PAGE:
Claire Trevett: Jacinda Ardern and Donald Trump, the end of the silent treatment


On Tuesday night, Prime Minister Jacinda Ardern emerged from the cone of holiday silence and posted on Facebook.

Her first post was news of a phone call with Australia’s Prime Minister Scott Morrison and a photo of Morrison on the blower in his car.

They had discussed the Covid vaccine, apparently.

The Facebook post was to let us all know that calls between the two leaders were usually off-the-cuff rather than scheduled.

This time the reception was murky because Morrison was driving through the outback – he had sent the photo by way of “proof he was indeed in the outback”.

The anecdote served to highlight the informality that only comes with a close and regularly maintained relationship with another leader.

For the past three years, it has been Ardern who has been in the outback when it comes to a relationship with another country’s leader.

The reception there was very patchy indeed. Her relationship with outgoing US President Donald Trump can be fairly described as no relationship at all.

There were only two phone calls. The first was after Ardern was elected Prime Minister. The second was after the Christchurch mosque attacks. Ardern said he had asked how he could help: “Sympathy and love for all Muslim communities,” she replied.

The US was not one of the 48 countries to sign up to the Christchurch Call initiative to stymie extremist content online.

That Ardern was often described as the “anti-Trump” in international media would not have helped.

Visits to New York for the UN were exercises in restraint and diplomatic silence. Asked for comment about various utterances of Trump – from climate change to trade -Ardern would inevitably offer an answer that wasn’t an answer at all.

The only things the two had in common were the colour of their political parties (red), and a preference for using their own social media to communicate.

However, it is no coincidence that Ardern all but stopped using Twitter (Trump’s main platform) and focused on Facebook and Instagram as soon as she became PM.

There was no invite to the White House for Ardern.

They had just one meeting: at the UN in 2019. Ardern reported Trump had shown interest in New Zealand, raising the gun reforms and showing “enthusiasm” about trade, while cautioning that did not necessarily mean action on either.

That meeting also produced the only public photo of them together. In the photo, Trump is doing the thumbs-up.

There was one photo taken that never appeared: in 2018 Trump hosted a reception for the leaders at the UN, and he and wife Melanya Trump had photos taken with them as they entered.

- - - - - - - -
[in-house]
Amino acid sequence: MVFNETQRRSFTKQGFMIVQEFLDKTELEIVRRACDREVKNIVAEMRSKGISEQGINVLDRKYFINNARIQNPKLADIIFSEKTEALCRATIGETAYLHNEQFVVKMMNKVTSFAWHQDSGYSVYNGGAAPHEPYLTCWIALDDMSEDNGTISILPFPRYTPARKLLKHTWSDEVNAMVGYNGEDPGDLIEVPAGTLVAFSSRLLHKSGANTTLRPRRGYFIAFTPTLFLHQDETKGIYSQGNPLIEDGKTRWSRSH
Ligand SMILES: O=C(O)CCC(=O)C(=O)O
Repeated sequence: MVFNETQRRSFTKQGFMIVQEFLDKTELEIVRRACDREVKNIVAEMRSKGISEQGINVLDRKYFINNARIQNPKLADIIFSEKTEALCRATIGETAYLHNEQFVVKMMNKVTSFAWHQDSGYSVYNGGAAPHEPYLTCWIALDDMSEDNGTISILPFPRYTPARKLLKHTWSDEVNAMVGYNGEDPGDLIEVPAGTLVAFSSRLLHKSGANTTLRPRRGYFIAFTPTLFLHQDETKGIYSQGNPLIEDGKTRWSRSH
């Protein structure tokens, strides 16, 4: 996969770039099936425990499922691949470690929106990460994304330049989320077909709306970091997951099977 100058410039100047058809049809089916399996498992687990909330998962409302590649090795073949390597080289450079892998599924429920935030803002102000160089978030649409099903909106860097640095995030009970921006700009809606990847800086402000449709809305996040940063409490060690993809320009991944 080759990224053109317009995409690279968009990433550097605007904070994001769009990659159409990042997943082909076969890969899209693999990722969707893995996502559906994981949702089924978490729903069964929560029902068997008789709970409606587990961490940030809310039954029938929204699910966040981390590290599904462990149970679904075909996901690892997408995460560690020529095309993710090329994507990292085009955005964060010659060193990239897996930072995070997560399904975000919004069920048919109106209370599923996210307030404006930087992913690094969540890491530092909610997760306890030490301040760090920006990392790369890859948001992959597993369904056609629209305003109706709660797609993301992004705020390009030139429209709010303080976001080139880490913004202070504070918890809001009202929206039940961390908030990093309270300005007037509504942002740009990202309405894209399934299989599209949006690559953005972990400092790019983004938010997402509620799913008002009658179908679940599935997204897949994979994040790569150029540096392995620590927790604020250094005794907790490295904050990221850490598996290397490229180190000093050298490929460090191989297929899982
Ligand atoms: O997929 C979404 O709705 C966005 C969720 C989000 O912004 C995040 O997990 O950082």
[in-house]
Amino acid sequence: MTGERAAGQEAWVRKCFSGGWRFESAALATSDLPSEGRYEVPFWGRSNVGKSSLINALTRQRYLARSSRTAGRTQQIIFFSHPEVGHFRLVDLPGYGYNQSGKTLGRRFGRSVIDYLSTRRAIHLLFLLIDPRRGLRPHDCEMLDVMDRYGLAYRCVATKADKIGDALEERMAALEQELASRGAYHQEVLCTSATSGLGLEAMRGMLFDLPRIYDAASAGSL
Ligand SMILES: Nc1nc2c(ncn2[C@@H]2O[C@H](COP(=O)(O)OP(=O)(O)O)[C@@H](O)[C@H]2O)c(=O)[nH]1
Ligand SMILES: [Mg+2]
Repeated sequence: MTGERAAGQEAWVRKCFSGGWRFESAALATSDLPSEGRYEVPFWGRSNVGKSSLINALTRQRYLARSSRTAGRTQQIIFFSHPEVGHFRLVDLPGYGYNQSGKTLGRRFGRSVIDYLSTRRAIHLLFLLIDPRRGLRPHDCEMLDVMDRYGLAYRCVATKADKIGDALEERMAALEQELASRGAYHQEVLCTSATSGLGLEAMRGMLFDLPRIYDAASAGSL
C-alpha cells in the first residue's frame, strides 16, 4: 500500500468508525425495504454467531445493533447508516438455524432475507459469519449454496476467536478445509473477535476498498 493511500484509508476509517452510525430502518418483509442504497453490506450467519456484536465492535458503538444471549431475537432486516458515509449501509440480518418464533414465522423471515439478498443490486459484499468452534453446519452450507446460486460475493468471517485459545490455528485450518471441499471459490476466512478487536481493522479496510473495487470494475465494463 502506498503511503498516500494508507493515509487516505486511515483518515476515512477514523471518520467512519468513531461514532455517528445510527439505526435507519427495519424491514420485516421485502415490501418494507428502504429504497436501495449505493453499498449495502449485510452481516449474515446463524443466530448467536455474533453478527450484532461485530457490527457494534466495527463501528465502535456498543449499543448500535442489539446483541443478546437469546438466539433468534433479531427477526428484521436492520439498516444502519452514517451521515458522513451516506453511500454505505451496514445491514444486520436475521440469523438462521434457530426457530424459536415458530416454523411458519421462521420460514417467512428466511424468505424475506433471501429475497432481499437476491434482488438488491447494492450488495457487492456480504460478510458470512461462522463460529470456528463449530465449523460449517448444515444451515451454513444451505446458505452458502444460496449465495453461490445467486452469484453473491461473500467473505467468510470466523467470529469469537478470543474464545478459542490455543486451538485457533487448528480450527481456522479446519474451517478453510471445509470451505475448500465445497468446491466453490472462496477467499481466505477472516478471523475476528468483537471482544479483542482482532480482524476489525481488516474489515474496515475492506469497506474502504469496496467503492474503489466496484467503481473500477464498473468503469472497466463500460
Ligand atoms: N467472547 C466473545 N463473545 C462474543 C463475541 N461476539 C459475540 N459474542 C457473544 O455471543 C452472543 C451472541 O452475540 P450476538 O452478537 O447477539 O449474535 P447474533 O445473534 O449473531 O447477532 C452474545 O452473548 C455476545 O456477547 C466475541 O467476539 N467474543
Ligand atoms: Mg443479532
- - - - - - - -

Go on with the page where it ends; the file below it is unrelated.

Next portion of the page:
Other leaders’ photos with the couple were quickly splashed on social media.

Ardern’s disappeared into thin air: her office said it was never sent to her and the NZ Herald’s attempts to ascertain its fate from the US Embassy were fruitless.

It remains a mystery what happened. Was it because Clarke Gayford knocked over the President’s flag during the photo op? Was it simply because somebody had blinked at the wrong time?

Morrison’s relationship with Trump was a much closer one: Australia was an “ally” and acted accordingly.

Australia has always had a closer relationship with the US than New Zealand, but the Trump era turned the gap in the respective relationships into a chasm.

That matters partly because when it comes to the US, it helps New Zealand to have the ballast of Australia next to it.

Even when the personal relationships between the leaders are at their best – as with US President Barack Obama and former PM Sir John Key – New Zealand struggles simply because it is so small and – to be honest – irrelevant to the US.

The election of Biden should see the New Zealand and Australian relationships with the US regain more symmetry.

For Ardern, the change in administration will be cause for a deep sigh of relief.

There was something of a head-in-the-sand approach to the Trump reign by Ardern and her Government: a sense of simply pretending it was not happening and waiting and hoping it would be over soon, like a bad case of wind. Ardern was not alone in this.

The relationship was effectively put on hold as she waited for it all to end.

That was despite the best efforts of her Foreign Minister Winston Peters, and his howlingly optimistic belief a free trade deal would be in the works by 2020.

The election of Biden sees something of a return to pre-2017 in the relationship between the US and New Zealand, and will see a marked improvement in the personal relationships between the US President and New Zealand Prime Minister.

Her first phone call with Trump in 2017 was just five minutes long. Her first phone call with Joe Biden after his election win lasted 20 minutes and Biden praised her “exceptional leadership”.

Whether leaders get on is not the only factor in international relationships. But it certainly helps a hell of a lot.

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